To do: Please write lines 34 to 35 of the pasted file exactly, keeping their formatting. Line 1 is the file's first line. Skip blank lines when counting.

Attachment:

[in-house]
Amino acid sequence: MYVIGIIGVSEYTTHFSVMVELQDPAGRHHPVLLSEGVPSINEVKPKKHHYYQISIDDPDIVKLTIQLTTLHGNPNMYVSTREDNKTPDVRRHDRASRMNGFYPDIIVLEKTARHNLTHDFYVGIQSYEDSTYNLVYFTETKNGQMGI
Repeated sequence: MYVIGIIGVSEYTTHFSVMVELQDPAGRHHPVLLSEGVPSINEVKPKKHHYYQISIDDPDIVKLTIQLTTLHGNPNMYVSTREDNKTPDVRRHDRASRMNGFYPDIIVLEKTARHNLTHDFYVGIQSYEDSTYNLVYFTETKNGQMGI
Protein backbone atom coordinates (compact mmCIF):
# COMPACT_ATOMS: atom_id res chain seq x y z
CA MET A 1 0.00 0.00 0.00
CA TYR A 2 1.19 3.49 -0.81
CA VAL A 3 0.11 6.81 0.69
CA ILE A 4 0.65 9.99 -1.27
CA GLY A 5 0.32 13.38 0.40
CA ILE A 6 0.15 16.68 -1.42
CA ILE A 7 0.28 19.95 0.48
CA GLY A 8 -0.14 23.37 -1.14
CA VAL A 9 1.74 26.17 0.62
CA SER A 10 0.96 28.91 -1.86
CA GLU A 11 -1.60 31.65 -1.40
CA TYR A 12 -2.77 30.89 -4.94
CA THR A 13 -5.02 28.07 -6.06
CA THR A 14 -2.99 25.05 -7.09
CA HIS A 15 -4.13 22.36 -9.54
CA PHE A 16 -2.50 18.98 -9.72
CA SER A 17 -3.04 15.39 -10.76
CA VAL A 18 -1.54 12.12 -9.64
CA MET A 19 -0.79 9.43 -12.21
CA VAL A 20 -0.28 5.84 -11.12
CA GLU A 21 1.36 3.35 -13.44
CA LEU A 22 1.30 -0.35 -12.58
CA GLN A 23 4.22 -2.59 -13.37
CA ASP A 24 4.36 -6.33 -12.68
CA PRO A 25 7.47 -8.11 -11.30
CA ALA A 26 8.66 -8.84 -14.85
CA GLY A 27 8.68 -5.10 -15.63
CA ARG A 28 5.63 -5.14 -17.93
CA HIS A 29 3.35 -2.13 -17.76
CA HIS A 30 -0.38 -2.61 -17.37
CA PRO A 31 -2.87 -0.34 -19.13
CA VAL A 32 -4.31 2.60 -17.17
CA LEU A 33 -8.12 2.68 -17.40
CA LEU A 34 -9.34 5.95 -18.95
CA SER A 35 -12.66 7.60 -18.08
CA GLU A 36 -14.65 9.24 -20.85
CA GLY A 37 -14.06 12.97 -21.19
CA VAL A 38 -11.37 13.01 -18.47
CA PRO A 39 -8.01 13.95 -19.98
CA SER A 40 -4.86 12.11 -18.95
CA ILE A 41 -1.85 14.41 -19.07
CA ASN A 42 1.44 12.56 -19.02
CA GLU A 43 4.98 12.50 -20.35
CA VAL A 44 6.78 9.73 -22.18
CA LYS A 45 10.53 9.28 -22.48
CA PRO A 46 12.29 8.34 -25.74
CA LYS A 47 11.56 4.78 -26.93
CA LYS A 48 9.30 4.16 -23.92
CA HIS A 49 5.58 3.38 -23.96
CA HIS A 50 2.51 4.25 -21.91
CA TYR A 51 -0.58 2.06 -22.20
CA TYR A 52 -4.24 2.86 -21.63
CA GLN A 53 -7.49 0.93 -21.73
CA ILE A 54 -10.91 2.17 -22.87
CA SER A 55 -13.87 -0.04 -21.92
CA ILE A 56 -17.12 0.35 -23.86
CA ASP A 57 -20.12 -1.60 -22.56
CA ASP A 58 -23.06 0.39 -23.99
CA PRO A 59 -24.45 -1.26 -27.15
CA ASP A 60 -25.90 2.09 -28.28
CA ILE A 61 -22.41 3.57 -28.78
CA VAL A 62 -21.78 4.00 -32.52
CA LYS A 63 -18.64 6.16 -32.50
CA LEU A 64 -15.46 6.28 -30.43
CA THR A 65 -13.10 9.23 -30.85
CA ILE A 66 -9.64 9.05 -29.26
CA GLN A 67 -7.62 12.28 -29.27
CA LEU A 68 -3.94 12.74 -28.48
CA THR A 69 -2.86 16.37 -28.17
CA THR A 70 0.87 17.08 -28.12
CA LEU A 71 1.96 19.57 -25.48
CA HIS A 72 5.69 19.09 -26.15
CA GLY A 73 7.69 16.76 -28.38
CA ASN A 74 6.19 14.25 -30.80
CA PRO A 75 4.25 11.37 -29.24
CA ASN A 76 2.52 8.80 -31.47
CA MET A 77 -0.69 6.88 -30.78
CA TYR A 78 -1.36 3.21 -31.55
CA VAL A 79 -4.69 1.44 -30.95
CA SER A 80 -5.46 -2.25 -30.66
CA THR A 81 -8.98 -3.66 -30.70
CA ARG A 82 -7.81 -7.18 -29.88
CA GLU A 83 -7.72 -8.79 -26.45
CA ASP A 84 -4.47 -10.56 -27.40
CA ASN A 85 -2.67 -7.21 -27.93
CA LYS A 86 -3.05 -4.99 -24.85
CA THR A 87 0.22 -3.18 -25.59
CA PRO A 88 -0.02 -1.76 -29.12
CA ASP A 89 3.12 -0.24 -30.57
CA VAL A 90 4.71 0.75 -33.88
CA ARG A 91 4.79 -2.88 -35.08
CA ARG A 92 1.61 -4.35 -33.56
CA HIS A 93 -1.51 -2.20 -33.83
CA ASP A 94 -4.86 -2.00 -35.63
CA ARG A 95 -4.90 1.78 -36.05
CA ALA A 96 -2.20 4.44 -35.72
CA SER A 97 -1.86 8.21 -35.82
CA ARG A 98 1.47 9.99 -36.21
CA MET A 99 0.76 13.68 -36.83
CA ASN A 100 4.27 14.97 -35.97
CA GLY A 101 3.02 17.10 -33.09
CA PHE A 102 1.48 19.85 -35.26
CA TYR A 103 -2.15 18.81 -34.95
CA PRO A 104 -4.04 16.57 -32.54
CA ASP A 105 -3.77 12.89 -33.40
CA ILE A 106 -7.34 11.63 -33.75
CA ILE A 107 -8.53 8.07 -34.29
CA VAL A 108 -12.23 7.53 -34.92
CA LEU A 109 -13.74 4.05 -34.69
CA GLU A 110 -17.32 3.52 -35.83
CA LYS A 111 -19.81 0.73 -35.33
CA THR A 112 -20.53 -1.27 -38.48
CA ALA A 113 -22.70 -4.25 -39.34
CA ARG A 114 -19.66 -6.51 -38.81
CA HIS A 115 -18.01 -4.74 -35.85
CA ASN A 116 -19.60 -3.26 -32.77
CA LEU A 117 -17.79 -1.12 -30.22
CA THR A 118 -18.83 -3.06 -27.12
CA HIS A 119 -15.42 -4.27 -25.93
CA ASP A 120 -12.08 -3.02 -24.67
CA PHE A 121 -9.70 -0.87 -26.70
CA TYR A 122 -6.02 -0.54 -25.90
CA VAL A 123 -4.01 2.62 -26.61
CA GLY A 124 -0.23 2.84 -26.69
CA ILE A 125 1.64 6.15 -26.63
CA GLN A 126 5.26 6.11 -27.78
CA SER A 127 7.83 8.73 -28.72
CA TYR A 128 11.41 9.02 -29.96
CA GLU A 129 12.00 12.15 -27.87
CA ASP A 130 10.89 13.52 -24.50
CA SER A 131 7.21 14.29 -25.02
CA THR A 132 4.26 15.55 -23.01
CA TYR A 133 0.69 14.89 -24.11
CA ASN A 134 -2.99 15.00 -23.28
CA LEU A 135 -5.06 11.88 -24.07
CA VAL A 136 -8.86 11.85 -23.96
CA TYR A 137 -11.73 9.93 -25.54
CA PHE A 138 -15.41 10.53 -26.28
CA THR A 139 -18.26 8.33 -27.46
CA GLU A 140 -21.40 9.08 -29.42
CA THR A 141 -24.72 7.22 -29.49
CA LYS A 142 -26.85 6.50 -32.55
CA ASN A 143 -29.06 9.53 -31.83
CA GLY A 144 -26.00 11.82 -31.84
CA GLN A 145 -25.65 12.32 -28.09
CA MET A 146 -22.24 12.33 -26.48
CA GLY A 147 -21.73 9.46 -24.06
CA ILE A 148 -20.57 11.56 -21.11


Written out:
CA HIS A 29 3.35 -2.13 -17.76
CA HIS A 30 -0.38 -2.61 -17.37